Put simply, Arteta must now manage what he has, utilising the players that he already has at his disposal, including those he has sent out on loan, rather than idly dreaming of ever assembling the kind of multi-billion pound side that he had the luxury of coaching at Manchester City. And the relative parsimony of the Kroenke family, at least in comparison with most other members of the Big Six, plus the cold, hard economics of the pandemic mean that it is almost certain that he will not have much money to spend in the summer transfer window anyway.
There is the basis of a much better Arsenal side than the one that has been on display for most of this season – the proverbial good (or at least significantly improved) team struggling to get out of a bad, bloated and imbalanced squad. In particular, the young players at Arsenal, who have experienced so much disappointment this season, may ultimately be fortified by it.
The defence continues to need strengthening, as it has for more than a decade and a half. However, Kieran Tierney, if he can stay fit, is a born leader. And hopefully, Arteta can reconsider his apparent dismissal of both William Saliba and Ainsley Maitland-Niles, who can play at full-back if necessary, to instantly bolster the defensive options available to him.
In midfield, it can only be hoped that Thomas Partey, after a summer’s break and a proper pre-season, will finally begin to display the form that not only persuaded Arteta to sign him from Atletico Madrid but, far more importantly, persuaded the ultra-demanding Diego Simeone to include him in his Atletico side in the first place. Alongside him, Joe Willock surely deserves to be given another chance at Arsenal after his record goal-scoring form at Newcastle United. During his loan period in the northeast, Willock seems to have grown an inch or two in height and stature, as a result of the confidence invested in him by Steve Bruce, so Arteta should try and follow suit. Certainly, the performances of both Willock and Maitland-Niles in midfield while they have been on loan have proved that they should be given another chance at Arsenal, ahead of the consistently under-performing Granit Xhaka, the on-loan Dani Ceballos and the simply-not-good-enough Mohamed Elneny.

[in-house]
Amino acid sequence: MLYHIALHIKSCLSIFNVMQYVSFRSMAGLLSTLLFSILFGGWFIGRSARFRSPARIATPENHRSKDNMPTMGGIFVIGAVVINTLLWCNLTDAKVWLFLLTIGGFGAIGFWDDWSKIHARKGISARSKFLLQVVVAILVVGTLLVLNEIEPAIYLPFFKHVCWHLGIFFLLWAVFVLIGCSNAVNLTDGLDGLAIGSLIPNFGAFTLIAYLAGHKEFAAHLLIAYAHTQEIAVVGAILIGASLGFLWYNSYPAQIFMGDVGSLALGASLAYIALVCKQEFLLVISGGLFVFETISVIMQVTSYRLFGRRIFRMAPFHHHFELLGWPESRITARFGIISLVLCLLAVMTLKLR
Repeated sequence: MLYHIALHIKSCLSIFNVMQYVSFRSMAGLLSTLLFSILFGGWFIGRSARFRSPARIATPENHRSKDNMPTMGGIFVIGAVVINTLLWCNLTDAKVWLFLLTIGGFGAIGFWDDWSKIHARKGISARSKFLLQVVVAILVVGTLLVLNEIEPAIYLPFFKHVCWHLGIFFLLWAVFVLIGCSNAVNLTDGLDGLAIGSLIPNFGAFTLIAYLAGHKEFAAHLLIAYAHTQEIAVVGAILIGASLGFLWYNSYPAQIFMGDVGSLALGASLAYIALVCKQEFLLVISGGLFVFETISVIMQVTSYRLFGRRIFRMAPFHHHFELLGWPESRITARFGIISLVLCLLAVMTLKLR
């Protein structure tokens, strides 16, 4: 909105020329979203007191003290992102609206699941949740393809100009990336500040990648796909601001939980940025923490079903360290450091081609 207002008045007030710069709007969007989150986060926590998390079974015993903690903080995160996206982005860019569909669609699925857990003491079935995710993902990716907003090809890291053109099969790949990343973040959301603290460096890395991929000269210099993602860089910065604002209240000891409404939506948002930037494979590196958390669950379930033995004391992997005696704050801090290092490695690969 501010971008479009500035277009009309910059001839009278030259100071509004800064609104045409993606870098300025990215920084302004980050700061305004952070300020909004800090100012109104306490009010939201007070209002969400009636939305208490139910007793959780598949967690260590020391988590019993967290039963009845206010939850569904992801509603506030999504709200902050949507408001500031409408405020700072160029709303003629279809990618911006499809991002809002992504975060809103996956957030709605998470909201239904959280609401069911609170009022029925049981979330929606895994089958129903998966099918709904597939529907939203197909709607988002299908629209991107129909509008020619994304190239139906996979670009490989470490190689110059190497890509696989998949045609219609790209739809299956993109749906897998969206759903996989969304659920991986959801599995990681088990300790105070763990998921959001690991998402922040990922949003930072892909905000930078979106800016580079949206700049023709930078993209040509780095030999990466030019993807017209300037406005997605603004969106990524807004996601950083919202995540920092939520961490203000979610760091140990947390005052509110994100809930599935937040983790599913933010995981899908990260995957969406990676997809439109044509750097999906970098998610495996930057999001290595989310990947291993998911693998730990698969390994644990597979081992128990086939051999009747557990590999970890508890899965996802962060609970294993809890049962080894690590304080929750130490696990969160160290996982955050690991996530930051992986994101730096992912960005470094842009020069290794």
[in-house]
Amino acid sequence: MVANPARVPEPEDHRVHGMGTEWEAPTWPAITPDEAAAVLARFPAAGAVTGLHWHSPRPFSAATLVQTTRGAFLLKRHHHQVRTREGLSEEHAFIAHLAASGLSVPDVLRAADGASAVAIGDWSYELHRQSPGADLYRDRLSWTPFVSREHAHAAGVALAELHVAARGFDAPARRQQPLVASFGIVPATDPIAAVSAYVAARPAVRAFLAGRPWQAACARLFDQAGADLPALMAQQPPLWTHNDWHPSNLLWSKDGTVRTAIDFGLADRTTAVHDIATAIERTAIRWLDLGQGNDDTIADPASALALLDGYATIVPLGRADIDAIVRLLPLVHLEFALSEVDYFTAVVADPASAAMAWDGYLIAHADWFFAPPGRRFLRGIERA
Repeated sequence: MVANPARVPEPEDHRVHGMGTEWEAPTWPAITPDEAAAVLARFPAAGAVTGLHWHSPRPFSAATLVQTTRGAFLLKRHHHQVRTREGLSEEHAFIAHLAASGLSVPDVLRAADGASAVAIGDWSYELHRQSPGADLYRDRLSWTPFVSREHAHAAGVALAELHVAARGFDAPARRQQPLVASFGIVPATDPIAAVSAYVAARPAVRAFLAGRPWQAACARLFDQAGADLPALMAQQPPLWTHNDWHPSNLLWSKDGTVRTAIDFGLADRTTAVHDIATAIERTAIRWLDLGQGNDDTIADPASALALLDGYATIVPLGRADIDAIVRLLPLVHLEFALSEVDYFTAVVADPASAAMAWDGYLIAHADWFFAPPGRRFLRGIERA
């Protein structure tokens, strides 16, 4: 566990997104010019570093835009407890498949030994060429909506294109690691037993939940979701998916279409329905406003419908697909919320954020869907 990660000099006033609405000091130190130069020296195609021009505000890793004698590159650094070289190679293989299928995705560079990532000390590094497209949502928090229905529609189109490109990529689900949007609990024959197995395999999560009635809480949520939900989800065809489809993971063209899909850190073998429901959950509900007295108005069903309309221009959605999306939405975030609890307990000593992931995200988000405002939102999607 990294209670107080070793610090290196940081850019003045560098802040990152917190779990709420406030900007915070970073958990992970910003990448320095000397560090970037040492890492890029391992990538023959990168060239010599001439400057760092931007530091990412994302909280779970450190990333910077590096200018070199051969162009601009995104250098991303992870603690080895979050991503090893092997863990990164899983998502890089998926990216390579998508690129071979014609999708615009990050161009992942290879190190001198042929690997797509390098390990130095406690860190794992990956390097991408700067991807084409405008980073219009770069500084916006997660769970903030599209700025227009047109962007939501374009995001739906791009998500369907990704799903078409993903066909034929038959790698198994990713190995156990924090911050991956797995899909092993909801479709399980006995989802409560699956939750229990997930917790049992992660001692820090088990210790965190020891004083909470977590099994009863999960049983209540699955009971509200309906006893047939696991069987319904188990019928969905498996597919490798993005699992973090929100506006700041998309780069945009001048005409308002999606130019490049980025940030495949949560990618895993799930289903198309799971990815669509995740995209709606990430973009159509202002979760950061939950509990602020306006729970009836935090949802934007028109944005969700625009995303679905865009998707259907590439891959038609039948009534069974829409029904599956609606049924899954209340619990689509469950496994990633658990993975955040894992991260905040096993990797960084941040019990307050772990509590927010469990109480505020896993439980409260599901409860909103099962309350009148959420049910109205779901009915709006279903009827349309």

However, the real source of hope for Arsenal fans is up front, where the club do have resources that even some other top clubs would envy. Gabriel Martinelli’s match-winning entry against Crystal Palace proves that he, too, should be given an extended run in the team, even ahead of the veteran strikers Pierre-Emerick Aubameyang and Alexandre Lacazette. And behind him, an attacking trio or ‘trident’ of Bukayo Sako, Emile Smith Rowe and Nicolas Pepe, who is finally beginning to show that he is at least a £30 million player even if he might be ultimately unable to prove worthy of the £72 million paid for him, can provide the assists that any striker needs.
And No More Loanees or ‘Chelski Penskioners’
Most importantly, perhaps, Arteta should abandon the two supposed ‘get-fixed-quick’ approaches that have bedevilled Arsenal in recent years, indeed ever since Arsene Wenger’s belated departure. There should be no more loanees: Ceballos can go back to Real Madrid, after two largely disappointing seasons on loan at Arsenal; and Martin Ødegaard can stay, but only if Real will agree a reasonable transfer fee for him. And there should certainly be no more “Chelski Penskioners”, such as David Luiz and Willian (and Petr Cech before them). Henceforth, Arteta should only work with players who are fully committed to Arsenal, in a way that loanees never can be, and players who have not already been rejected by an obvious rival.
Finally, Mikel Arteta must show that he has learned from this most difficult and unpredictable of all seasons. If, as now seems likely, he will be given a chance to finally manage a team following a full pre-season and summer transfer window, in which there must be no major doubts about any new recruits he is able to sign, then he must decide on a settled formation and a settled style of play. Hopefully, they can finally lead to some form of settled, steady progress at Arsenal after too many years of drift.